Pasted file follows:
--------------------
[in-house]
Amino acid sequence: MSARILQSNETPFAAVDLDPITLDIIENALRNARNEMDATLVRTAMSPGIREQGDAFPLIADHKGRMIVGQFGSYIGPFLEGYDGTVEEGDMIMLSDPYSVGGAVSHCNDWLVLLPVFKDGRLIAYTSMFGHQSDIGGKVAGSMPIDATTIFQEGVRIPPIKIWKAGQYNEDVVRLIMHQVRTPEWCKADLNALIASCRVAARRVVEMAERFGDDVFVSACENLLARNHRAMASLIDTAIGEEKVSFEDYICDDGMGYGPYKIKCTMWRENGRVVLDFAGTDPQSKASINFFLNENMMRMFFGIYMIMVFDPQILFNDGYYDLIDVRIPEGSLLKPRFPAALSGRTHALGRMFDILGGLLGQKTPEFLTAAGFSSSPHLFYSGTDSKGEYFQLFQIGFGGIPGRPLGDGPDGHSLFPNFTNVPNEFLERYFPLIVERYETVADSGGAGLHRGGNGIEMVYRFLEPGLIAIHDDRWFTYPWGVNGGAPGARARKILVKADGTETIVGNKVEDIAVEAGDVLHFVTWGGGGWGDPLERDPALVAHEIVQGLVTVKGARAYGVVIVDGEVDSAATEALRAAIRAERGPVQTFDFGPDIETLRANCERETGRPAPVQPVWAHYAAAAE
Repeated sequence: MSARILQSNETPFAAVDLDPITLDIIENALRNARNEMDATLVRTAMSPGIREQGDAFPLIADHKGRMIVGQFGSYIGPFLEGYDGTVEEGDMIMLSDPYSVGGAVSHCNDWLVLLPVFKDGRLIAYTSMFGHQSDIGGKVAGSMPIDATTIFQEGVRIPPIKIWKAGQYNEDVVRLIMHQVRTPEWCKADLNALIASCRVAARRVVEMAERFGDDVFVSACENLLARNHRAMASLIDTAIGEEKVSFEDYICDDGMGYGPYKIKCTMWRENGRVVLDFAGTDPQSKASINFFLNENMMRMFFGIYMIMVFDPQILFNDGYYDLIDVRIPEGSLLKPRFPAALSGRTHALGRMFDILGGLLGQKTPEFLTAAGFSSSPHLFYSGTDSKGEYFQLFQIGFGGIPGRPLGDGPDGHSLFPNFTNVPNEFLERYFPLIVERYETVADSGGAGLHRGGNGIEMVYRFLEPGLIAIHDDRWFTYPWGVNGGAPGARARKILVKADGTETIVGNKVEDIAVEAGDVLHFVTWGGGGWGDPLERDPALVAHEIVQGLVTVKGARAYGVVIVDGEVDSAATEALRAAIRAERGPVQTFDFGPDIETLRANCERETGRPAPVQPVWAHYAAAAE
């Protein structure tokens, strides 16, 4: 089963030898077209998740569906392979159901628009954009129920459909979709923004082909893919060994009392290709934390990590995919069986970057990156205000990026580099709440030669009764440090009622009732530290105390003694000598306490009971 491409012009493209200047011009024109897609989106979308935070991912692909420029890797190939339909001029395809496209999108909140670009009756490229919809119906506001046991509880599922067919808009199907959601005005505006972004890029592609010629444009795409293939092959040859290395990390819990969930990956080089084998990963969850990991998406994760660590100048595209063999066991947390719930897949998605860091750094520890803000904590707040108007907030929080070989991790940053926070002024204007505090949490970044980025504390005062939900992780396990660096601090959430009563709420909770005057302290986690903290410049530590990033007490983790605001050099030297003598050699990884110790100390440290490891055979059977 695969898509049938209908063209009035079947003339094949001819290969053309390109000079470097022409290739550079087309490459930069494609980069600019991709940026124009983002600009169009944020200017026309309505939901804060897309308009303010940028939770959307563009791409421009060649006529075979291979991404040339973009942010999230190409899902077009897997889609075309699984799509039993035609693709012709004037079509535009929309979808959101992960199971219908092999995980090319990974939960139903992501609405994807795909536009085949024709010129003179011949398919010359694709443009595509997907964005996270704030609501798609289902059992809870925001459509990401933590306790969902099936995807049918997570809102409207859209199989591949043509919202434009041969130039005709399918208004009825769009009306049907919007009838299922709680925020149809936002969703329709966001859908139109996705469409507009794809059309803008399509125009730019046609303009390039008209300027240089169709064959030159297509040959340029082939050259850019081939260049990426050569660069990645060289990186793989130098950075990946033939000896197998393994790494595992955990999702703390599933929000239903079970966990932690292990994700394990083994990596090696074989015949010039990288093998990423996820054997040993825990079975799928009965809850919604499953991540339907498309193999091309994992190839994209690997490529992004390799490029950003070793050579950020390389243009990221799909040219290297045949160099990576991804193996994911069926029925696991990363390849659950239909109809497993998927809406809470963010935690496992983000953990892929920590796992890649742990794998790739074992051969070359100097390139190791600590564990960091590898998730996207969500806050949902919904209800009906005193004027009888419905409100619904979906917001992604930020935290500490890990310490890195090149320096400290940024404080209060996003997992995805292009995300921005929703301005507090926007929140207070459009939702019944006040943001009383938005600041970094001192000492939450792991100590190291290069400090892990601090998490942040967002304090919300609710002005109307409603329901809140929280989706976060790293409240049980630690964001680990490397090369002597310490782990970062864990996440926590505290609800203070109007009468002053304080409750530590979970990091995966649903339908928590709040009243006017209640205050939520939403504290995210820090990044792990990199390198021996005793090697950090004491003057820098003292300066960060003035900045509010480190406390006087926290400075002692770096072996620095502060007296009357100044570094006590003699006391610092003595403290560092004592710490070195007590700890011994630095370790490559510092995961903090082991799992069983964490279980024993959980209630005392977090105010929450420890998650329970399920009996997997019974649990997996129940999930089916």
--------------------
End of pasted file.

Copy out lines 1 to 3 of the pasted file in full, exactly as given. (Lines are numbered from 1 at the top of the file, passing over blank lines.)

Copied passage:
[in-house]
Amino acid sequence: MSARILQSNETPFAAVDLDPITLDIIENALRNARNEMDATLVRTAMSPGIREQGDAFPLIADHKGRMIVGQFGSYIGPFLEGYDGTVEEGDMIMLSDPYSVGGAVSHCNDWLVLLPVFKDGRLIAYTSMFGHQSDIGGKVAGSMPIDATTIFQEGVRIPPIKIWKAGQYNEDVVRLIMHQVRTPEWCKADLNALIASCRVAARRVVEMAERFGDDVFVSACENLLARNHRAMASLIDTAIGEEKVSFEDYICDDGMGYGPYKIKCTMWRENGRVVLDFAGTDPQSKASINFFLNENMMRMFFGIYMIMVFDPQILFNDGYYDLIDVRIPEGSLLKPRFPAALSGRTHALGRMFDILGGLLGQKTPEFLTAAGFSSSPHLFYSGTDSKGEYFQLFQIGFGGIPGRPLGDGPDGHSLFPNFTNVPNEFLERYFPLIVERYETVADSGGAGLHRGGNGIEMVYRFLEPGLIAIHDDRWFTYPWGVNGGAPGARARKILVKADGTETIVGNKVEDIAVEAGDVLHFVTWGGGGWGDPLERDPALVAHEIVQGLVTVKGARAYGVVIVDGEVDSAATEALRAAIRAERGPVQTFDFGPDIETLRANCERETGRPAPVQPVWAHYAAAAE
Repeated sequence: MSARILQSNETPFAAVDLDPITLDIIENALRNARNEMDATLVRTAMSPGIREQGDAFPLIADHKGRMIVGQFGSYIGPFLEGYDGTVEEGDMIMLSDPYSVGGAVSHCNDWLVLLPVFKDGRLIAYTSMFGHQSDIGGKVAGSMPIDATTIFQEGVRIPPIKIWKAGQYNEDVVRLIMHQVRTPEWCKADLNALIASCRVAARRVVEMAERFGDDVFVSACENLLARNHRAMASLIDTAIGEEKVSFEDYICDDGMGYGPYKIKCTMWRENGRVVLDFAGTDPQSKASINFFLNENMMRMFFGIYMIMVFDPQILFNDGYYDLIDVRIPEGSLLKPRFPAALSGRTHALGRMFDILGGLLGQKTPEFLTAAGFSSSPHLFYSGTDSKGEYFQLFQIGFGGIPGRPLGDGPDGHSLFPNFTNVPNEFLERYFPLIVERYETVADSGGAGLHRGGNGIEMVYRFLEPGLIAIHDDRWFTYPWGVNGGAPGARARKILVKADGTETIVGNKVEDIAVEAGDVLHFVTWGGGGWGDPLERDPALVAHEIVQGLVTVKGARAYGVVIVDGEVDSAATEALRAAIRAERGPVQTFDFGPDIETLRANCERETGRPAPVQPVWAHYAAAAE